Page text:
Woman: “It’s no business of yours what my son was doing!”

Wife: “Not looking at the road and causing danger to the public? It is absolutely my business. And before you say one more thing, your son seems to be a h*** of a lot smarter than you and he got this pretty quick. How would you like to spend Christmas around your son’s hospital bed? Or in a lawyer’s office after whoever he hits sues for damages?”

(The woman has gone flame red and storms off. My wife turns to me.)

Wife: “Was I a little harsh?”

(I told her that I didn’t think so and that she’d said the right thing. A couple of days later the same kid saw my wife in the village and told her that he’d only been crying because he’d realised how dangerously he had been behaving and apologised for his mother. He even told my wife that she’ll be a great mum, and I agree.)

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This Food That I (H)Ate

, , , , | Right | December 13, 2018

(I am looking after the pub while the manager is away on holiday. It’s lunchtime, and the whole place is very busy. One woman has ordered food for herself and her family — three others. As we are very busy, I am on the bar serving food and drinks as required, and also walking the floor tidying and doing standard “check-backs.”)

Me: “Sorry to interrupt, but could I just check that everything is okay with your food here?”

Whole Table: “Yes, thank you, very good.”

Me: “Excellent. If I can get you anything else, just give me a shout.”

(I then leave the table and go back to the bar to continue serving the many other customers. About ten minutes later…)

Woman: “Excuse me. I have a complaint about our food and would like a refund.”

Me: “Okay, bear with me for just one moment. I will finish serving this customer and be with you straight away.”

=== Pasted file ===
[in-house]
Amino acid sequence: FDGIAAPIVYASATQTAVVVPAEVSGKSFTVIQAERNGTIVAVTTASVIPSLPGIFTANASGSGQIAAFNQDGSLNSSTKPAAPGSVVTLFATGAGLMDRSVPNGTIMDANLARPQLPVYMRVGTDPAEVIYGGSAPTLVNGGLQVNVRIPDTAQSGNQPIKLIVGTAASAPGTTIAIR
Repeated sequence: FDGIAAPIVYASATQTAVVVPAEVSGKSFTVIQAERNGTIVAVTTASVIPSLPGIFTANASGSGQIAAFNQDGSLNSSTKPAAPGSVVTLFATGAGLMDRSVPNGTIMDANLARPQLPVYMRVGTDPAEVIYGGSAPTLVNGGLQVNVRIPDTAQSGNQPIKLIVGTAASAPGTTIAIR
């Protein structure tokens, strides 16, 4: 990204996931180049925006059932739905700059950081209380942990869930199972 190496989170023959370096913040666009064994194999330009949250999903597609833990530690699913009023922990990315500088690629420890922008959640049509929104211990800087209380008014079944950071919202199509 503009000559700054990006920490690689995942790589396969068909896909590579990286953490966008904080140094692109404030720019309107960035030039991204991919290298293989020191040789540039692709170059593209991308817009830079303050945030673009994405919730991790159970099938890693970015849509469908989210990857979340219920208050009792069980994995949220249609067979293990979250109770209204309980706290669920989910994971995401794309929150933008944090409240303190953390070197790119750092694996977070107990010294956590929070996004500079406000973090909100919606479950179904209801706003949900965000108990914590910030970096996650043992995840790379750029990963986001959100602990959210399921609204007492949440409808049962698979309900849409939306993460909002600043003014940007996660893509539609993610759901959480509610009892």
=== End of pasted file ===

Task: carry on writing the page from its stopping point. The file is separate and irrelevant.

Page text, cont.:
(I walk over to the table to discuss what the issue is.)

Me: “I’m very sorry; what is the problem with the food?”

Woman: “It wasn’t cooked very well, and wasn’t very tasty.”

(I notice that all four plates are virtually empty; in fact, two are totally clean.)

Me: “I am very sorry you feel that way, but I notice that you have eaten almost all your meals, and when I checked on you part way through the meal you seemed very content and did not raise any issues to me at any other time.”

Woman: *getting a little bit aggressive* “I don’t care; I am making a complaint now and would like a refund.”

Me: *remaining very calm* “I do apologise, but unfortunately we do have a policy that if the customer does not raise a concern until after they have eaten all the food, then a refund cannot be given for the food. I would be happy to provide your party with an extra drink by way of a goodwill gesture.”

Woman: *shouting very loudly* “That is not good enough! I want a full refund! Where is the manager?! I want to speak to the manager!”

(At this stage all my experience and ability to remain calm are wearing very thin.)

Me: “Okay, bear with me. I will just see if the manager is available.”

(I remove the plates from the table and head through the doors to the kitchen where I wait for a few moments, before heading back over to the table.)